A tribute to Jane Austen and a sheer delight. A book to banish Boxing Day blues. --Allan Massie, Spectator --This text refers to the Hardcover edition.

Book Description

In Death Comes to Pemberley, P. D. James masterfully recreates the world of Jane Austen in Pride and Prejudice, and combines it with the excitement and suspense of brilliantly-crafted crime fiction.

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Top Customer Reviews

Format: Hardcover Verified Purchase
Should one's admiration and respect for a highly successful author lead one to turn a blind eye to a disaster (cf Agatha Christie's Postern Gate)? Surely not, since if these Amazon reviews have any purpose, it is surely to offer advice to would-be purchasers.
In this case my advice is clear: don't!
Re-read 'Cover Her Face' instead.
To write a thriller in the style of Jane Austen is about as useful an enterprise as telling the story of the Eurozone troubles in the style of Beatrix Potter. But knowing and enjoying PD James' earliest books, and sharing her love of Austen, I was very hopeful. As it happens, PD James abandons Austen-speak immediately after the Prologue and never recovers it, illustrating perhaps the imperishable brilliance of the original.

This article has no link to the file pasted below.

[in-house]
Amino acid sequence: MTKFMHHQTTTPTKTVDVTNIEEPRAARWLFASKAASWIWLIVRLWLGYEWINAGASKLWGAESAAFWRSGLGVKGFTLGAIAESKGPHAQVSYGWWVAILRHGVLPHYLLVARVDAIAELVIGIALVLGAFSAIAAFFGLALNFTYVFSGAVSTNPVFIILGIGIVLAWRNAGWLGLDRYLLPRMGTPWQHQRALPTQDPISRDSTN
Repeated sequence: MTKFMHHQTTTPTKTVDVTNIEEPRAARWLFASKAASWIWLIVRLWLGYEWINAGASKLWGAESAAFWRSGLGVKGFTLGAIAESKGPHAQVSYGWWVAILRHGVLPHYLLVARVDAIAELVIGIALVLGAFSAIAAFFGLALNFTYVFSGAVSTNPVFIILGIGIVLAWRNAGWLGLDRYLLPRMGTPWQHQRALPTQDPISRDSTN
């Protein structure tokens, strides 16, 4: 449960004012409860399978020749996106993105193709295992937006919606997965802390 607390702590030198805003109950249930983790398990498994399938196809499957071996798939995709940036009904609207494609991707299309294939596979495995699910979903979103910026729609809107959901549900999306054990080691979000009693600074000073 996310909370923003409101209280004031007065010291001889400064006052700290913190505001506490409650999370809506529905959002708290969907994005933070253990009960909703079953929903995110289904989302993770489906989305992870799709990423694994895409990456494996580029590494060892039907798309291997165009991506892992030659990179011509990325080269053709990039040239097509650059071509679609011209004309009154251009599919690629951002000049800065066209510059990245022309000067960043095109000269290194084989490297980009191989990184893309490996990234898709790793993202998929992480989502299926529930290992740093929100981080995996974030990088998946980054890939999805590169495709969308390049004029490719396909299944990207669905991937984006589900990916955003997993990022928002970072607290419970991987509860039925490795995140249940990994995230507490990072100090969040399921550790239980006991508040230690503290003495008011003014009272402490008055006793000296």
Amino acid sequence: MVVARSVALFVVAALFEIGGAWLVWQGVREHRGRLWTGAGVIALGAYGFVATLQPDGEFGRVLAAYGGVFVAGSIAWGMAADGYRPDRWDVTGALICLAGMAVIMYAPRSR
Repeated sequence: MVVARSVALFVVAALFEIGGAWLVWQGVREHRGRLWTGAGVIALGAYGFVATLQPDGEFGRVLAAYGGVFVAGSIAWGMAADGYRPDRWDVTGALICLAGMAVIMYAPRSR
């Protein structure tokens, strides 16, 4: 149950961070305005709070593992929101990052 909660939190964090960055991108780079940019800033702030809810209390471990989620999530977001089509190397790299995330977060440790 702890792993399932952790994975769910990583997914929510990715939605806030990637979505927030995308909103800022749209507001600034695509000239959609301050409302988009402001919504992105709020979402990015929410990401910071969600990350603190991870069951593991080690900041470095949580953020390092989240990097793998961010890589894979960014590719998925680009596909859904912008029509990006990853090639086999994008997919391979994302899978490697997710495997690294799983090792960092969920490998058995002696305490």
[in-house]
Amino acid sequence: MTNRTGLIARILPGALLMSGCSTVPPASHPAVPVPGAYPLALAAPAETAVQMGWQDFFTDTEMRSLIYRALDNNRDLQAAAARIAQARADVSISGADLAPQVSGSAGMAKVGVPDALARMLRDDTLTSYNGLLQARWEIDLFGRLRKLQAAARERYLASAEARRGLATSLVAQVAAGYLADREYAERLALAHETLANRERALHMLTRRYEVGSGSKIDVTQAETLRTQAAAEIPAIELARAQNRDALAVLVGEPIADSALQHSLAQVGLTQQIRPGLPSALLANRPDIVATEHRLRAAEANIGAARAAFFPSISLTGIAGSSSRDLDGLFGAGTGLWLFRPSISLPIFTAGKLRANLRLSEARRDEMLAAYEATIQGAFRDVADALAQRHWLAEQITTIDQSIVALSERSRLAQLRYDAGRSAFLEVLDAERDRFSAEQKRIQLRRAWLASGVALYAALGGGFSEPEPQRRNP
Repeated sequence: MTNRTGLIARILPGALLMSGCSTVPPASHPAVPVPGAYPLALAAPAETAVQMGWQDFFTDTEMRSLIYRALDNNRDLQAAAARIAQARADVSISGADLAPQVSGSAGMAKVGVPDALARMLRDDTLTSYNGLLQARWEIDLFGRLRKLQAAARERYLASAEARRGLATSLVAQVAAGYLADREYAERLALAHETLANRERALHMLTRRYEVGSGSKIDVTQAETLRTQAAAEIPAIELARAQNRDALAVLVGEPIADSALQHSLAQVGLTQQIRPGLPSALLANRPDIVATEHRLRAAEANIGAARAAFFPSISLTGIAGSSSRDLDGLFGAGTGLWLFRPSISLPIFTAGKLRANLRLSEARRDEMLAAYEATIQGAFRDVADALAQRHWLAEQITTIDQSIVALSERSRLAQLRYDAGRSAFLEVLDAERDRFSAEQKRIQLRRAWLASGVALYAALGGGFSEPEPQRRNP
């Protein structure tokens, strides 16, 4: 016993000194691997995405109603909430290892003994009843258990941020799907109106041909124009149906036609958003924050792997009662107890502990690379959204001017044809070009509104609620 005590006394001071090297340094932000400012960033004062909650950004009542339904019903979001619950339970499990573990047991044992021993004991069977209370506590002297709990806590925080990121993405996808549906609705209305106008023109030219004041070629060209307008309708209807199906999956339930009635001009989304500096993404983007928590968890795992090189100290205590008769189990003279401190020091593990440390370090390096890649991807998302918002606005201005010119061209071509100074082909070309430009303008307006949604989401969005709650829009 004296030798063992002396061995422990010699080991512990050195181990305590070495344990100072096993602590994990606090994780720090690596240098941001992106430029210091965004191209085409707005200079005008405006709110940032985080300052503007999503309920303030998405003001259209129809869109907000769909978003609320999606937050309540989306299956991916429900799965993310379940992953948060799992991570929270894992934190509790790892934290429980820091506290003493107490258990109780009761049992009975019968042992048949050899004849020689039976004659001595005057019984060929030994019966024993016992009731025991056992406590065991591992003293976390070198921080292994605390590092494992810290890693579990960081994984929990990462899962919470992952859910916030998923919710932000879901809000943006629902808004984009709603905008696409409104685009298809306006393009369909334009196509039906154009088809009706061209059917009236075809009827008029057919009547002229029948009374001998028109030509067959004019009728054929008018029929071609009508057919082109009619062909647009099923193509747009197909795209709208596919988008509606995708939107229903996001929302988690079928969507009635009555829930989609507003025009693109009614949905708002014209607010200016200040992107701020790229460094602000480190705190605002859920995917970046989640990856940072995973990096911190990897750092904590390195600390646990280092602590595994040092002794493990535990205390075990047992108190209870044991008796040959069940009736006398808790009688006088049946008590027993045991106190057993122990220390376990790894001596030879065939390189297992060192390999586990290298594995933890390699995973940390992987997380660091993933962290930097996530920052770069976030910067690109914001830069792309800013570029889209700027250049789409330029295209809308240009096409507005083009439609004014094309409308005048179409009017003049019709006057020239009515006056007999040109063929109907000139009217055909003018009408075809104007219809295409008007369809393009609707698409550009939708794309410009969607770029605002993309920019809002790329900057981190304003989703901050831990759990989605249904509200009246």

The result is a very dull and predictable story of detection with white soup and crinolines, hamstrung by the presence of so many characters above suspicion: the murderer therefore being signposted from early on.
I kept hoping for the appearance of some passing Lakeland poet, one Master Ebenezer Dalgliesh, to rattle the Pemberley shades. No such luck. It made me sad.
I can see from the Publishers' point of view that when a fine and profitable author sets off on an unexpected route, they may have little choice other than to follow and try to make it work. But in that case, why no proper copy-editing, which would have removed the several absurd repetitions and, for example, the strange situation on p81 when Darcy is placed in 2 separate parts of the house - at the same time?
The interpolation of characters from Emma and Persuasion was particularly ill-judged.